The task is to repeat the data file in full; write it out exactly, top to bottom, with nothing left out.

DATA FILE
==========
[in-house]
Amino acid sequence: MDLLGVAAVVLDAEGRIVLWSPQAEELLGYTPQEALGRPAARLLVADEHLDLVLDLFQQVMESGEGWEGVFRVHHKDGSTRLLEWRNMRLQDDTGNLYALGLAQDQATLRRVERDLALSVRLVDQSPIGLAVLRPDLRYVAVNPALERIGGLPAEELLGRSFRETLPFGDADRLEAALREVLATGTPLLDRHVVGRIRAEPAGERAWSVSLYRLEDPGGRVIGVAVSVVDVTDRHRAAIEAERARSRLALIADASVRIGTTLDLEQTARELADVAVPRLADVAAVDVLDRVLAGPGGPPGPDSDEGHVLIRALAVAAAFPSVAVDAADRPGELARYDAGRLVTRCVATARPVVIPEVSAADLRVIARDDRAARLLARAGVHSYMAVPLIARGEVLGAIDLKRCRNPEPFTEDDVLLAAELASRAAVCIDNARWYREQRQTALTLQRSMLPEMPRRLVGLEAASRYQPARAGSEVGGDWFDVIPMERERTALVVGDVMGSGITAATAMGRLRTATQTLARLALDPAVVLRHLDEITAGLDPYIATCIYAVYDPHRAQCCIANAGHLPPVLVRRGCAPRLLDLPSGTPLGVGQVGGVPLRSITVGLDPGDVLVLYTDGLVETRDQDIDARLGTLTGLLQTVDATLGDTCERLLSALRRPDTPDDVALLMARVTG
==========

[in-house]
Amino acid sequence: MDLLGVAAVVLDAEGRIVLWSPQAEELLGYTPQEALGRPAARLLVADEHLDLVLDLFQQVMESGEGWEGVFRVHHKDGSTRLLEWRNMRLQDDTGNLYALGLAQDQATLRRVERDLALSVRLVDQSPIGLAVLRPDLRYVAVNPALERIGGLPAEELLGRSFRETLPFGDADRLEAALREVLATGTPLLDRHVVGRIRAEPAGERAWSVSLYRLEDPGGRVIGVAVSVVDVTDRHRAAIEAERARSRLALIADASVRIGTTLDLEQTARELADVAVPRLADVAAVDVLDRVLAGPGGPPGPDSDEGHVLIRALAVAAAFPSVAVDAADRPGELARYDAGRLVTRCVATARPVVIPEVSAADLRVIARDDRAARLLARAGVHSYMAVPLIARGEVLGAIDLKRCRNPEPFTEDDVLLAAELASRAAVCIDNARWYREQRQTALTLQRSMLPEMPRRLVGLEAASRYQPARAGSEVGGDWFDVIPMERERTALVVGDVMGSGITAATAMGRLRTATQTLARLALDPAVVLRHLDEITAGLDPYIATCIYAVYDPHRAQCCIANAGHLPPVLVRRGCAPRLLDLPSGTPLGVGQVGGVPLRSITVGLDPGDVLVLYTDGLVETRDQDIDARLGTLTGLLQTVDATLGDTCERLLSALRRPDTPDDVALLMARVTG